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FANTASTIC VOYAGE: A night out with Campus Security is an adventure like no other. Officer Keith Uthe and his wily cohorts show us the other side of a Den night.
Ruth Davenport/The Gauntlet

Fear and Loathing on a Thursday night

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Gauntlet reporter Allie Smyth goes on a ridealong with Campus Security and learns a little about the men and women keeping the peace at the University of Calgary.

     For most university students, Thursday nights are cherished as a special time to hang with friends, humiliate themselves in public, and relieve a little stress.  Darkness sets in and by 11 p.m., over 400 students are enjoying Den night activities. I have just begun a ridealong with Campus Security to see how the other side lives on a Thursday night.

Who are those boys and girls in blue?  We've all seen the uniform, the bikes and the trucks.  True campus delinquents have seen the holding cell.  But the Security Officers are more than glorified security guards.  Known as Campus 5-0, Campus Cowboys or the Fuzz, these officers are dedicated to the security of persons and property while at the University of Calgary.

"Security is intended to be proactive and preventative rather than reactive," explains Campus Security Officer Keith Uthe while on mobile patrol around the
campus.

Patrolling is a big part of what Security does, on foot, bikes and in the trucks.  As this aspect of the routine can be mundane, I am entertained touring the "lesser known" places on campus during the slower times of the evening.

My travels take me several places. I find myself under the university swimming pool where viewing windows are used to peer into the depths; I discover the best view on campus from the roof of the Social Sciences building; I creep around the haunted floor of the MacKimmie Library tower where the elevators operate all night long, and of course I tour the new Information and Computer Technology building.

The inner sanctums of the ICT building reveal a soundproof room with blue foam pyramids where the walls should be.

"It's an anechoic chamber" says Campus Security Officer Kelly Ayerst. "It completely absorbs all soundwaves and radar signals."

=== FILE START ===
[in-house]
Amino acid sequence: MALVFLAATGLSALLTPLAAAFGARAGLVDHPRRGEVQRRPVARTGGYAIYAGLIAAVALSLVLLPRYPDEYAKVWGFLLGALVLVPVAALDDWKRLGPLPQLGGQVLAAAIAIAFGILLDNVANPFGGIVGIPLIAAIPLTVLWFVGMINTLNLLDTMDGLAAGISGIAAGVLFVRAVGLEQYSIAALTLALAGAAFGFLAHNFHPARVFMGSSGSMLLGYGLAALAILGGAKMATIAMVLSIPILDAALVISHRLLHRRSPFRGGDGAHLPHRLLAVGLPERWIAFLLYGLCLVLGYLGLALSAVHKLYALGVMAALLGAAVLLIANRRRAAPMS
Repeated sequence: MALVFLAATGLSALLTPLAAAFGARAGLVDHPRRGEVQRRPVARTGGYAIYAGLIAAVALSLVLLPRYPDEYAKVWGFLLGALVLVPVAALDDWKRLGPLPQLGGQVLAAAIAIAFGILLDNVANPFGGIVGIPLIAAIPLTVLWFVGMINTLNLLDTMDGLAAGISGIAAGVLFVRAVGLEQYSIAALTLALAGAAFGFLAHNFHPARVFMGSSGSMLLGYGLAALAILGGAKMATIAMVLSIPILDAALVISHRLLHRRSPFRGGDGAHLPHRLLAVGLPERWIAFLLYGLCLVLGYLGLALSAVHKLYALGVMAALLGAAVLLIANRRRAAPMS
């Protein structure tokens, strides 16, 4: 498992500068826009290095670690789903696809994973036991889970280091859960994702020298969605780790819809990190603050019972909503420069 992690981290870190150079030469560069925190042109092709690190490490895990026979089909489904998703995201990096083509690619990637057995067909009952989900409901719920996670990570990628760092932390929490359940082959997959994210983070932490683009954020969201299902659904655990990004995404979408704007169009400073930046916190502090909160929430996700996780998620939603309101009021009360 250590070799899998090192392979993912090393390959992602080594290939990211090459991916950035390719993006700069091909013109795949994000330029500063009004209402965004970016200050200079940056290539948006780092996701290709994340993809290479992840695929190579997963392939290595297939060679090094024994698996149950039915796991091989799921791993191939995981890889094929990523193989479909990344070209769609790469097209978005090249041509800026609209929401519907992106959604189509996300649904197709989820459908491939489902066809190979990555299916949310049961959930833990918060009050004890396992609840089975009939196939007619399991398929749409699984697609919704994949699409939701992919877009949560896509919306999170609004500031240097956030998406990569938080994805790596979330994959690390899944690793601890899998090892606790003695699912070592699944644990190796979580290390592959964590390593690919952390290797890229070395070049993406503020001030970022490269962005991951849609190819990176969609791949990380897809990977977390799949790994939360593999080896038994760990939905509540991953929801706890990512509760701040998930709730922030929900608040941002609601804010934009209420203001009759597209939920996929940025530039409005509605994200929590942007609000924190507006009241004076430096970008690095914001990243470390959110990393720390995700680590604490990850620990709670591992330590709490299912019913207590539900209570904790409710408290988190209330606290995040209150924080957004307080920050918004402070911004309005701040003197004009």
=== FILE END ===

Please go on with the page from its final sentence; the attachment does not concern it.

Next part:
Campus Security Officers are required to be physically fit and have a minimum of two years post-secondary education.  Classroom training includes first aid, crime prevention, community relations, domestic disputes and self defence. Some of the officers are interested in careers within police services and find their experience with Campus Security to be helpful.

The camaraderie shared within the team is apparent and, like many U of C students on a Thursday night, they enjoy playing tricks on each other. It's the gentle teasing found in good working relationships. I am regaled with stories of ordering geriatric magazines for the more "senior" officers, and secretly having the PA system on while an officer sings away to the radio, stories showing the human side of the U of C's thin blue line.

Each officer on duty mans the dispatch room for two hours per shift. This task includes monitoring the 34 CCTV cameras and answering the phones and radios. In the dispatch room things pick up. I watch two officers in a footchase across south campus while the two officers in the Mobile Unit discourage an impaired driver from leaving in his vehicle. Surprisingly enough, the excitment coincides with students leaving the Den and occurs at exactly the same time.

All in all, the officers of Campus Security enjoy fulfilling their role in keeping campus a safe place to be and undertake it with the utmost regard.

"Illegal action is halted in its tracks when I am on duty," says Campus Security Officer Darcy Mantai.

He adds quickly, "Make sure you use the words courageous, dedicated and ruggedly handsome."

Campus security can be reached for assistance night or day by calling 220-5333.

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